From the Gracchi to Nero by HH Scullard (2011 book #22)

Another bit of my attempt to widen my historical knowledge, this book does exactly what it says on the tin an provides a good overview of 200 years of Roman history. There’s obviously a limit to how much detail Scullard can provide in this overview, but he does a very good job of linking the different trends in Roman society and politics together to explain how the Republic began to crumble under the pressures its expansion had put in under, how the early Empire emerged from that process and then how it stabilised itself.

Scullard does presuppose some knowledge of how the Republic worked, so perhaps not one to read if you know nothing of the Roman systems, and sometimes the pace of events and the tide of similar sounding names can get a bit overwhelming. He also has a tendency to moralise on occasions, and I sometimes suspect that he wished he could be back in the midst of the events, advising the Senate about where they were getting it wrong and how the Republic could survive if only they’d listen to him.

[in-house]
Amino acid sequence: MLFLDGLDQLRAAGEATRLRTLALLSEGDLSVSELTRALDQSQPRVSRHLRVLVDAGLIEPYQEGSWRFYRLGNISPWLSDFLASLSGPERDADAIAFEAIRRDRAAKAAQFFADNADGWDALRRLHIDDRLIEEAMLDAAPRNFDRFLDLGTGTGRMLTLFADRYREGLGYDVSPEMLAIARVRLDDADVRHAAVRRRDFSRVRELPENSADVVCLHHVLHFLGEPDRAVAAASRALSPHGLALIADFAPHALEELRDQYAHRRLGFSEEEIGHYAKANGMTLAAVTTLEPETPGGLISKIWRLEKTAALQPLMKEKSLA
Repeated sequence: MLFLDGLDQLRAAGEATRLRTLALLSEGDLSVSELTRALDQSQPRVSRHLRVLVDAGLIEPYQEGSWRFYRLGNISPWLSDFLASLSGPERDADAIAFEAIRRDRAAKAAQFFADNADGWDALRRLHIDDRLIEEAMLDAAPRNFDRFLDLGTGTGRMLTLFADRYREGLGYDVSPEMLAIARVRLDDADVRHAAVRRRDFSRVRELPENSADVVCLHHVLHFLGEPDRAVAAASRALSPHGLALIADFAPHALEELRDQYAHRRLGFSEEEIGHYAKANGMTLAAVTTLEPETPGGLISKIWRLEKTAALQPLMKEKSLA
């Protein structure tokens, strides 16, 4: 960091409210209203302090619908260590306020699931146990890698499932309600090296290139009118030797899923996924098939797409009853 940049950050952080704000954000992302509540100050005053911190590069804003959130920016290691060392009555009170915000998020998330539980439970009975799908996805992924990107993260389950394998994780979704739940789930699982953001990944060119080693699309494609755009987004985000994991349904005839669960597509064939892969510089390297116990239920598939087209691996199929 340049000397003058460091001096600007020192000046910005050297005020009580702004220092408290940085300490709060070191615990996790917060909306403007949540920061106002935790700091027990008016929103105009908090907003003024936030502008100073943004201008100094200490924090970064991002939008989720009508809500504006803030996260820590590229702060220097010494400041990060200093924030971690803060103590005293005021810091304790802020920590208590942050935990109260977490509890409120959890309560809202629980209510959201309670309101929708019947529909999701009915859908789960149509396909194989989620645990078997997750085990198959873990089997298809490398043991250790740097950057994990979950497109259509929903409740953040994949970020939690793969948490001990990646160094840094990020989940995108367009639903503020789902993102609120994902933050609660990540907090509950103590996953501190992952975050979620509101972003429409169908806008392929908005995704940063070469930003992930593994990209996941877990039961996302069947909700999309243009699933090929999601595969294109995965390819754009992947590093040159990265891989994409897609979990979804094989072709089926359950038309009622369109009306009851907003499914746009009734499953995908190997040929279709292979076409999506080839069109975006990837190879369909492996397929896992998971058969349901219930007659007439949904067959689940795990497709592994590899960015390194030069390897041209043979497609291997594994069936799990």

Also, while Nero as the last of the Julio-Claudian emperors does seem to mark an appropriate point to stop, it does bring the narrative to a rather abrupt halt in the midst of a crisis. There’s a quick summing up of the Year of Four Emperors and the rise of Vespasian, but it perhaps needs a bit more detail to wrap up the historical narrative and show the future course of the Empire. Though as with any history of Rome, any end date is somewhat arbitrary.

All in all, a rather good history and a useful guide to the period.

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1 Comment to "From the Gracchi to Nero by HH Scullard (2011 book #22)"

  1. May 23, 2011 - 9:45 am | Permalink

    If you enjoyed that book by Scullard, let me recommend his timeless classic, The Elephant in the Greek and Roman World, another book that, as you say, does exactly what it says on the tin.

    Scholarship on ancient elephants has moved on a bit, since Scullard published his book in 1974, but this is still the major discussion of what the written sources actually say on the subject, and, since it’s about elephants, it’s great fun.

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